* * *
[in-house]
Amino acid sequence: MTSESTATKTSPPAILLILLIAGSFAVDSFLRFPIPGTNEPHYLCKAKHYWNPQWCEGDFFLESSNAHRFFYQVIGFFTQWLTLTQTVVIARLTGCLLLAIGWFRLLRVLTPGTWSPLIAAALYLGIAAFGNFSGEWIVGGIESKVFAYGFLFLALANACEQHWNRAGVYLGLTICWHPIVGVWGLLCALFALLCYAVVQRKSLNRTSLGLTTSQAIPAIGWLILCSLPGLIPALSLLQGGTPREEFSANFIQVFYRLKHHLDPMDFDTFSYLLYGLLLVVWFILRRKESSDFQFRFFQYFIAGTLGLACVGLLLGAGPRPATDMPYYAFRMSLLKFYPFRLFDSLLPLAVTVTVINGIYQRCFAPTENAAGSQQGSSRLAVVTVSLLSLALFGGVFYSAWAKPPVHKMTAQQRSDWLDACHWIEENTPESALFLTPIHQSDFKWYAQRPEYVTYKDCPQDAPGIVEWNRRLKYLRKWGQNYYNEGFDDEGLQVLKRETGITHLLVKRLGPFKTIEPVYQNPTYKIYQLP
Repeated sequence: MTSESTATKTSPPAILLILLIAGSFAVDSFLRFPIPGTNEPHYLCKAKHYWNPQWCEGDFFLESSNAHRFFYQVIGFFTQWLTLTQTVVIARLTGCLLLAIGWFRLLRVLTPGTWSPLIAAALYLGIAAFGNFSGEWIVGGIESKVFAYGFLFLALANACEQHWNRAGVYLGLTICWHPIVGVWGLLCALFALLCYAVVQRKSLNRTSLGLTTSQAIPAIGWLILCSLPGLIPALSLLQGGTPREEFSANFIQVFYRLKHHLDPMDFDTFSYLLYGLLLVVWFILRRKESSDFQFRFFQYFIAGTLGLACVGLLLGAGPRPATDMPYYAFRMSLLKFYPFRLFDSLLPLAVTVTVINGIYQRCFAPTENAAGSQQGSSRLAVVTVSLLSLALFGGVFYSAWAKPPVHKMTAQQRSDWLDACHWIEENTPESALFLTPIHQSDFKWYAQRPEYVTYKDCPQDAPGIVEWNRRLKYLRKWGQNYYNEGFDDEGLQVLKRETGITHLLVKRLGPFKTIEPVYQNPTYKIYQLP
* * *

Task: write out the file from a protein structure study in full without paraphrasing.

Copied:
[in-house]
Amino acid sequence: MTSESTATKTSPPAILLILLIAGSFAVDSFLRFPIPGTNEPHYLCKAKHYWNPQWCEGDFFLESSNAHRFFYQVIGFFTQWLTLTQTVVIARLTGCLLLAIGWFRLLRVLTPGTWSPLIAAALYLGIAAFGNFSGEWIVGGIESKVFAYGFLFLALANACEQHWNRAGVYLGLTICWHPIVGVWGLLCALFALLCYAVVQRKSLNRTSLGLTTSQAIPAIGWLILCSLPGLIPALSLLQGGTPREEFSANFIQVFYRLKHHLDPMDFDTFSYLLYGLLLVVWFILRRKESSDFQFRFFQYFIAGTLGLACVGLLLGAGPRPATDMPYYAFRMSLLKFYPFRLFDSLLPLAVTVTVINGIYQRCFAPTENAAGSQQGSSRLAVVTVSLLSLALFGGVFYSAWAKPPVHKMTAQQRSDWLDACHWIEENTPESALFLTPIHQSDFKWYAQRPEYVTYKDCPQDAPGIVEWNRRLKYLRKWGQNYYNEGFDDEGLQVLKRETGITHLLVKRLGPFKTIEPVYQNPTYKIYQLP
Repeated sequence: MTSESTATKTSPPAILLILLIAGSFAVDSFLRFPIPGTNEPHYLCKAKHYWNPQWCEGDFFLESSNAHRFFYQVIGFFTQWLTLTQTVVIARLTGCLLLAIGWFRLLRVLTPGTWSPLIAAALYLGIAAFGNFSGEWIVGGIESKVFAYGFLFLALANACEQHWNRAGVYLGLTICWHPIVGVWGLLCALFALLCYAVVQRKSLNRTSLGLTTSQAIPAIGWLILCSLPGLIPALSLLQGGTPREEFSANFIQVFYRLKHHLDPMDFDTFSYLLYGLLLVVWFILRRKESSDFQFRFFQYFIAGTLGLACVGLLLGAGPRPATDMPYYAFRMSLLKFYPFRLFDSLLPLAVTVTVINGIYQRCFAPTENAAGSQQGSSRLAVVTVSLLSLALFGGVFYSAWAKPPVHKMTAQQRSDWLDACHWIEENTPESALFLTPIHQSDFKWYAQRPEYVTYKDCPQDAPGIVEWNRRLKYLRKWGQNYYNEGFDDEGLQVLKRETGITHLLVKRLGPFKTIEPVYQNPTYKIYQLP